A 60-mile-long iceberg known as B9B, right, crashes into the Mertz Glacier Tongue, left, in the Australian Antarctic Territory on Saturday. The collision created a new 48-mile-long iceberg. AP Photo/Commonwealth of Australia hide caption

itoggle caption AP Photo/Commonwealth of Australia

When it comes to climate change, some look at the facts presented and see a coming catastrophe, others see a hoax. This difference in interpretation, social scientists say, has more to do with each individual's existing outlook than the facts. iStockphoto hide caption

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An architect's illustration shows what Paul Song's house should look like when it is finished. Courtesy of Punchouse hide caption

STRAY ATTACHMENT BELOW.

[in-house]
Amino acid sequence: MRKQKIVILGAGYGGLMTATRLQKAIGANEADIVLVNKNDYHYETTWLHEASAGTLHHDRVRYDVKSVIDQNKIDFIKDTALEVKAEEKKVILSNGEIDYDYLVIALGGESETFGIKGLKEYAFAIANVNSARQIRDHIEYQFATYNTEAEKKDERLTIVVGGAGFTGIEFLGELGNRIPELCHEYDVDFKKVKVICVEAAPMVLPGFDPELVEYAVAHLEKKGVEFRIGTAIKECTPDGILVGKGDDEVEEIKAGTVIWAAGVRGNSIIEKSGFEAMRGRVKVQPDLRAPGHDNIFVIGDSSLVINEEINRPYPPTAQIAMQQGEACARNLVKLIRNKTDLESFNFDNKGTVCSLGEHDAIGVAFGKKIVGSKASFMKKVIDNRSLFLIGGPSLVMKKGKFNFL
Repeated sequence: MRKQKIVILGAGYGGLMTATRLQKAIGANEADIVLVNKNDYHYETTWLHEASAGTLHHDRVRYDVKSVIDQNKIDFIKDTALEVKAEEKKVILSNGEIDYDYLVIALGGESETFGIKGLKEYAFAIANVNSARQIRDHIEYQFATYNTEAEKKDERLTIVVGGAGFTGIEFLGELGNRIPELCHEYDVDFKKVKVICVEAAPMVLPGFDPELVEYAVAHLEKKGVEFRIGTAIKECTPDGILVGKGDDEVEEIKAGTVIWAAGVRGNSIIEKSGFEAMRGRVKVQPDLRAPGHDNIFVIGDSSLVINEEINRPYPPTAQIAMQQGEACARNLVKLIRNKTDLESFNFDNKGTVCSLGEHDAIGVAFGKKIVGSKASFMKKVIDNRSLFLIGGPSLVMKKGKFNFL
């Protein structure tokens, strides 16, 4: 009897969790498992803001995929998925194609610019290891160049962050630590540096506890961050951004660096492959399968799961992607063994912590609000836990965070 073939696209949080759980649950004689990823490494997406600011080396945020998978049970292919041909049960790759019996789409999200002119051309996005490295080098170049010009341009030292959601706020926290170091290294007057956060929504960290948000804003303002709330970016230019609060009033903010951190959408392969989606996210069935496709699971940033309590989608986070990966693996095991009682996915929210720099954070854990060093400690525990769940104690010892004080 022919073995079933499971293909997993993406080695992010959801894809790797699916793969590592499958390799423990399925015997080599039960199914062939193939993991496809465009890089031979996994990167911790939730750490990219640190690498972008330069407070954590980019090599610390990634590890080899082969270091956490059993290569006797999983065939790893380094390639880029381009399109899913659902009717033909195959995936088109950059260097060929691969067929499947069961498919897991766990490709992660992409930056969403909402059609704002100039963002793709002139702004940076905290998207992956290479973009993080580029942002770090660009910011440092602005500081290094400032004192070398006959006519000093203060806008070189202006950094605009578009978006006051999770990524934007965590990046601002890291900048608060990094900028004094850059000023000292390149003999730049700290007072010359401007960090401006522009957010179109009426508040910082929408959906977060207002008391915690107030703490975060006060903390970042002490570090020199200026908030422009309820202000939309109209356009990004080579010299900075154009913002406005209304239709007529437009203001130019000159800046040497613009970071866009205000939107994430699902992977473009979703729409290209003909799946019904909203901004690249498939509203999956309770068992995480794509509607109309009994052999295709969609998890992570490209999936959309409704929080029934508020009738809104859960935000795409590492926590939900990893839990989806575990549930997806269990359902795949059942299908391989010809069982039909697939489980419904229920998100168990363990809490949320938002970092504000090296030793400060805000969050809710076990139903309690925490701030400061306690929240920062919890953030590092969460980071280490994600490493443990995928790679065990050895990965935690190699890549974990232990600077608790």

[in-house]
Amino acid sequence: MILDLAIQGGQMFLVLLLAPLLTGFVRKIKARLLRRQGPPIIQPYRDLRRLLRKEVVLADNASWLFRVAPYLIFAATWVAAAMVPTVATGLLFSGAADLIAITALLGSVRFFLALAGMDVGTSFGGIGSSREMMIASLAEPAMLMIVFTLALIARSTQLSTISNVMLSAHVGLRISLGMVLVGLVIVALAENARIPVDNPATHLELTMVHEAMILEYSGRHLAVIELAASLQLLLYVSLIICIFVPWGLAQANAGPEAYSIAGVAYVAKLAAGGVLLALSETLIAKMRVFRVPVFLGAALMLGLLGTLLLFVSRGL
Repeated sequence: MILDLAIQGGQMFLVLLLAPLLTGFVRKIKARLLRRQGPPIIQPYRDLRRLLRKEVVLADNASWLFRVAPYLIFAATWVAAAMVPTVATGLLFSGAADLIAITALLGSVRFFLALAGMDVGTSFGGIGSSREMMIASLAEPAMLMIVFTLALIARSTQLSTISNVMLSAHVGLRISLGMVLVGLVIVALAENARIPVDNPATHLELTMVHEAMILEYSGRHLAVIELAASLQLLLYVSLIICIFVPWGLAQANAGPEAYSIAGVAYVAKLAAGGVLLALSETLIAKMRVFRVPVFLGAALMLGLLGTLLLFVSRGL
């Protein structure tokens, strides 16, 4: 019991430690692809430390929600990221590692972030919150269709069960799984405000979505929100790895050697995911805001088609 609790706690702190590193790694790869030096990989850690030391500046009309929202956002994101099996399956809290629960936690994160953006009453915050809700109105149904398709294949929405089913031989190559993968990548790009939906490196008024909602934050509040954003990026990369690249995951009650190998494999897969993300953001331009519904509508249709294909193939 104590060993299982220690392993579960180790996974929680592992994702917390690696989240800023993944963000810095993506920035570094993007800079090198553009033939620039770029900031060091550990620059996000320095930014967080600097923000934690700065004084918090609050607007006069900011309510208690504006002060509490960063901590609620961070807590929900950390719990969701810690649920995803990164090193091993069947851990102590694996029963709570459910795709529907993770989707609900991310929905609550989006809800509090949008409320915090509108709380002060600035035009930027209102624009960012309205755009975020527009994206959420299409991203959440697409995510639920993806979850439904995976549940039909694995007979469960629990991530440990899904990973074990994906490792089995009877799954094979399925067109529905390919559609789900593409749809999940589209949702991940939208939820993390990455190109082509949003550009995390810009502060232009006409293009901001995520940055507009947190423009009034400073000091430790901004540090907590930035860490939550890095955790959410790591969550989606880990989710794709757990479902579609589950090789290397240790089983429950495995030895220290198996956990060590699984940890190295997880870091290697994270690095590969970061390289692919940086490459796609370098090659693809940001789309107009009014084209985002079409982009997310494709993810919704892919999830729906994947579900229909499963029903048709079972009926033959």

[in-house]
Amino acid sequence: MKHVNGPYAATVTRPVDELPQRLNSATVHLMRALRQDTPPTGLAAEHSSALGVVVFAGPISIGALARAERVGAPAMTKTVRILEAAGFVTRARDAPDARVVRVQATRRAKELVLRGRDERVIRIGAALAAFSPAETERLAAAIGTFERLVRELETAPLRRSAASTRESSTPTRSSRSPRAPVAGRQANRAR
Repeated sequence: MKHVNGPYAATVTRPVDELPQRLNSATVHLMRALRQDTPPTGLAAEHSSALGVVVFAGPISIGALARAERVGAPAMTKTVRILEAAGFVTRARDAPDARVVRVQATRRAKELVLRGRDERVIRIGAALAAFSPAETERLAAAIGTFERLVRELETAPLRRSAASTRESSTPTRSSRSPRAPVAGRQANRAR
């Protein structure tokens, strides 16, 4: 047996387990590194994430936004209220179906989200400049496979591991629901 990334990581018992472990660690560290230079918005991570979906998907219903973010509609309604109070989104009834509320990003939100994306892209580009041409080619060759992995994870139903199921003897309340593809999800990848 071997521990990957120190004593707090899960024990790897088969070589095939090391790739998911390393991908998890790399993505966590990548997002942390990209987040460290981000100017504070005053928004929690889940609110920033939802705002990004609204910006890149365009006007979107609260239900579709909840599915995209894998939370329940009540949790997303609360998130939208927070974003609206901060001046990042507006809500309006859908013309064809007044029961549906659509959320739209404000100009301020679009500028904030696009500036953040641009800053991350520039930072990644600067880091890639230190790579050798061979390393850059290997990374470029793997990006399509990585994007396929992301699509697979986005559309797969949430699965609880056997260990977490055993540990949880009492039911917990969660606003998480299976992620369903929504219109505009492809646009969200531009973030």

itoggle caption Courtesy of Punchouse

Redwoods, like those pictured above, receive up to 40 percent of their yearly water supply from fog — a resource that may be under threat, a new study suggests. iStockphoto.com hide caption

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The Intergovernmental Panel on Climate Change, regarded as the world's top climate science institution, reported that Himalayan glaciers could completely melt by 2035. Two numbers were transposed — it should have said 2350. Climate science naysayers cite the error as evidence of bias. Channi Anand/AP hide caption

itoggle caption Channi Anand/AP